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Amazon's New 'Instant Pickup' Promises Your Order in Just 2 Minutes

Whether it's with a fleet of drones delivering you some DVDs and popcorn or a grocery store that lets you shop without standing in line, Amazon has long striven to increase the speed and efficiency of spending your money on the internet. So, it's no surprise that the e-commerice giant's latest enterprise promises rapid delivery of certain "daily essential" products in no less than two minutes. 

As a way to carve out a niche with college students, Amazon is launching a new service called Instant Pickup in the immediate vicinity of five university campuses, with locations already promising the speedy delivery near UCLA and UC Berkeley. More Instant Pickup locations are presumed to follow near universities in Atlanta, Columbus, Ohio, and College Park, Maryland in the future.

Available to Prime and Prime Student members, the fully-staffed outposts promise to fulfill orders placed on the app for hundreds of products, such as snacks, drinks and consumer electronics, with delivery guaranteed at the jarringly fast clip. All a customer has to do is head to the pickup location and find their order waiting for them in a cubby. While it seems like the ideal method for ordering a bag of Doritos, Amazon devices like the Echo, Echo Dot, Fire TV, and a selection of Fire tablets and Kindle e-readers are also available among the myriad options. 

Instant Pickup, while an amenity catering mainly to college students at the current moment, might portend cheaper prices once its implemented on a broader scale. Ripley McDonald, Director of Student Services at Amazon, told Reuters that items purchased through Instant Pickup might be cheaper, but declined to elaborate on the extent of price-slashing. He also noted in a press release that even though the ultra-convenient shopping option is only available at select locations today, "we’re excited about bringing this experience to more customers soon.”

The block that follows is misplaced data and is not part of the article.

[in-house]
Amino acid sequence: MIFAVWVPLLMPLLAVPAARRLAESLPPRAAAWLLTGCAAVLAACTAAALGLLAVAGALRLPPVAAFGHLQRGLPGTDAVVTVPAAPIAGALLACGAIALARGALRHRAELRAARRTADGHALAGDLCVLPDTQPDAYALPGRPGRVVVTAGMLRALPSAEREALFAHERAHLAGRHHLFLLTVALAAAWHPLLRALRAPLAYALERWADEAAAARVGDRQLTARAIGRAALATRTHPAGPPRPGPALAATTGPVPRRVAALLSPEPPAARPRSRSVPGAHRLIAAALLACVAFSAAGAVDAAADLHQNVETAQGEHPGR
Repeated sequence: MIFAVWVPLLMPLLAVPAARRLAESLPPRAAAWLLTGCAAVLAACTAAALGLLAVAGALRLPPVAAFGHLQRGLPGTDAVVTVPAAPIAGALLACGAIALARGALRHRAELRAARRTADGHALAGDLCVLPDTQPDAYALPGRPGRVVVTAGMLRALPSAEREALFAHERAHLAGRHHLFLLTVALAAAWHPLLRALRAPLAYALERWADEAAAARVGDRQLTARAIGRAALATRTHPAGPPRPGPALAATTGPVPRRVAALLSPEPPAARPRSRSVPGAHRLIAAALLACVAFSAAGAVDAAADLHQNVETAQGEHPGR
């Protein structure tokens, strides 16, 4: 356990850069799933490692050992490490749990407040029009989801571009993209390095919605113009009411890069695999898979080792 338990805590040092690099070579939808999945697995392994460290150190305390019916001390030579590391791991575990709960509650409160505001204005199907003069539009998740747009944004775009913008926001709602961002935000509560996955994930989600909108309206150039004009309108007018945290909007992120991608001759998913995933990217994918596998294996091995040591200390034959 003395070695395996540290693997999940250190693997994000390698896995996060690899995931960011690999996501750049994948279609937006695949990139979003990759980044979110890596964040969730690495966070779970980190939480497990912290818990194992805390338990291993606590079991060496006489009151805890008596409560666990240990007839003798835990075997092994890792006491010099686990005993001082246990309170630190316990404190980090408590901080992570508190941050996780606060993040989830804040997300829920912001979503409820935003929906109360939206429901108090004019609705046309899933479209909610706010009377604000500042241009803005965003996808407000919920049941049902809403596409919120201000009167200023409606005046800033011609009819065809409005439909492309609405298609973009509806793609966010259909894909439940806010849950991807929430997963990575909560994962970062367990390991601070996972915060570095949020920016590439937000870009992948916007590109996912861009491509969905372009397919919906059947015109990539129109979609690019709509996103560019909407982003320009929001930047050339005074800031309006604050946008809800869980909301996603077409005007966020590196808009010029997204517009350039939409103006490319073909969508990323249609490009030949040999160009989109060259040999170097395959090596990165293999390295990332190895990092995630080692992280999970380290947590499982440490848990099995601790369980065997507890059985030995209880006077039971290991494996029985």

The move signals yet another indication of Amazon's intent to establish itself as an industry-upending brick and mortar retailer. The company bought Whole Foods in a blockbuster $13.7 billion acquisition deal this summer, further solidifying its plans to modernize the way we shop for groceries. Its acquisition of Whole Foods came on the heels of the company's first brick and mortar supermarket prototype, Amazon GO, which intends to eliminate check out lines via smartphone scanning

Needless to say, the annoyance of waiting for an Amazon order to reach your doorstep is fast becoming a thing of the past. 

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Sam Blum is a News Staff Writer for Thrillist. He's also a martial arts and music nerd who appreciates a fine sandwich and cute dogs. Find his clips in The Guardian, Rolling Stone, The A.V. Club and Esquire. He's on Twitter @Blumnessmonster